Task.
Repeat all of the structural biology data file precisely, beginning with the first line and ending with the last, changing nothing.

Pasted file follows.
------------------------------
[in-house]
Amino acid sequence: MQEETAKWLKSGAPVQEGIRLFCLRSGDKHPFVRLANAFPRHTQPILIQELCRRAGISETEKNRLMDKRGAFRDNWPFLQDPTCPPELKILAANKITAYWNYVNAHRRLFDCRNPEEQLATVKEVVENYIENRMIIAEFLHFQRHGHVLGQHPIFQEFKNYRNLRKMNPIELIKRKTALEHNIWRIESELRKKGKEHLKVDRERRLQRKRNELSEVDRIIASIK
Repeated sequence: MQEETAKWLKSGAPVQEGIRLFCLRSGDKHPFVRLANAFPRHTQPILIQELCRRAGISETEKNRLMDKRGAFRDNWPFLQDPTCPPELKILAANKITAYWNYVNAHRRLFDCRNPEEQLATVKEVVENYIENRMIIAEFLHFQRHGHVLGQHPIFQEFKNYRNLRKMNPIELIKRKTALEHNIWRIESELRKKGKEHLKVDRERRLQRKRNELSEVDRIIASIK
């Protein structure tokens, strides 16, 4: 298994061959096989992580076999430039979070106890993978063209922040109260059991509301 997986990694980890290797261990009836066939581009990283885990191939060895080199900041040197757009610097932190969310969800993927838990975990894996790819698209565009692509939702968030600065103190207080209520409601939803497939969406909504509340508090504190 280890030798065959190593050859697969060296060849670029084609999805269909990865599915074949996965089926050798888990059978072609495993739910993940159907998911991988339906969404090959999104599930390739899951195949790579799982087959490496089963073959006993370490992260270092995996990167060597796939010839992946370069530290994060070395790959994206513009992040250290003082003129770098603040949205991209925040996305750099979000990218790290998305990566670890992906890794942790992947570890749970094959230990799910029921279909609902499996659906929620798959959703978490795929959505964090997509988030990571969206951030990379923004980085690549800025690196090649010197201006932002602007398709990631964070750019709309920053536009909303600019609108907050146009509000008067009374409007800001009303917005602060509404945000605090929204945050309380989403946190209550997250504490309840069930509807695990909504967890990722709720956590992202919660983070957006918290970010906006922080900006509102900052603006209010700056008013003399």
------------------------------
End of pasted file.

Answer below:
[in-house]
Amino acid sequence: MQEETAKWLKSGAPVQEGIRLFCLRSGDKHPFVRLANAFPRHTQPILIQELCRRAGISETEKNRLMDKRGAFRDNWPFLQDPTCPPELKILAANKITAYWNYVNAHRRLFDCRNPEEQLATVKEVVENYIENRMIIAEFLHFQRHGHVLGQHPIFQEFKNYRNLRKMNPIELIKRKTALEHNIWRIESELRKKGKEHLKVDRERRLQRKRNELSEVDRIIASIK
Repeated sequence: MQEETAKWLKSGAPVQEGIRLFCLRSGDKHPFVRLANAFPRHTQPILIQELCRRAGISETEKNRLMDKRGAFRDNWPFLQDPTCPPELKILAANKITAYWNYVNAHRRLFDCRNPEEQLATVKEVVENYIENRMIIAEFLHFQRHGHVLGQHPIFQEFKNYRNLRKMNPIELIKRKTALEHNIWRIESELRKKGKEHLKVDRERRLQRKRNELSEVDRIIASIK
């Protein structure tokens, strides 16, 4: 298994061959096989992580076999430039979070106890993978063209922040109260059991509301 997986990694980890290797261990009836066939581009990283885990191939060895080199900041040197757009610097932190969310969800993927838990975990894996790819698209565009692509939702968030600065103190207080209520409601939803497939969406909504509340508090504190 280890030798065959190593050859697969060296060849670029084609999805269909990865599915074949996965089926050798888990059978072609495993739910993940159907998911991988339906969404090959999104599930390739899951195949790579799982087959490496089963073959006993370490992260270092995996990167060597796939010839992946370069530290994060070395790959994206513009992040250290003082003129770098603040949205991209925040996305750099979000990218790290998305990566670890992906890794942790992947570890749970094959230990799910029921279909609902499996659906929620798959959703978490795929959505964090997509988030990571969206951030990379923004980085690549800025690196090649010197201006932002602007398709990631964070750019709309920053536009909303600019609108907050146009509000008067009374409007800001009303917005602060509404945000605090929204945050309380989403946190209550997250504490309840069930509807695990909504967890990722709720956590992202919660983070957006918290970010906006922080900006509102900052603006209010700056008013003399």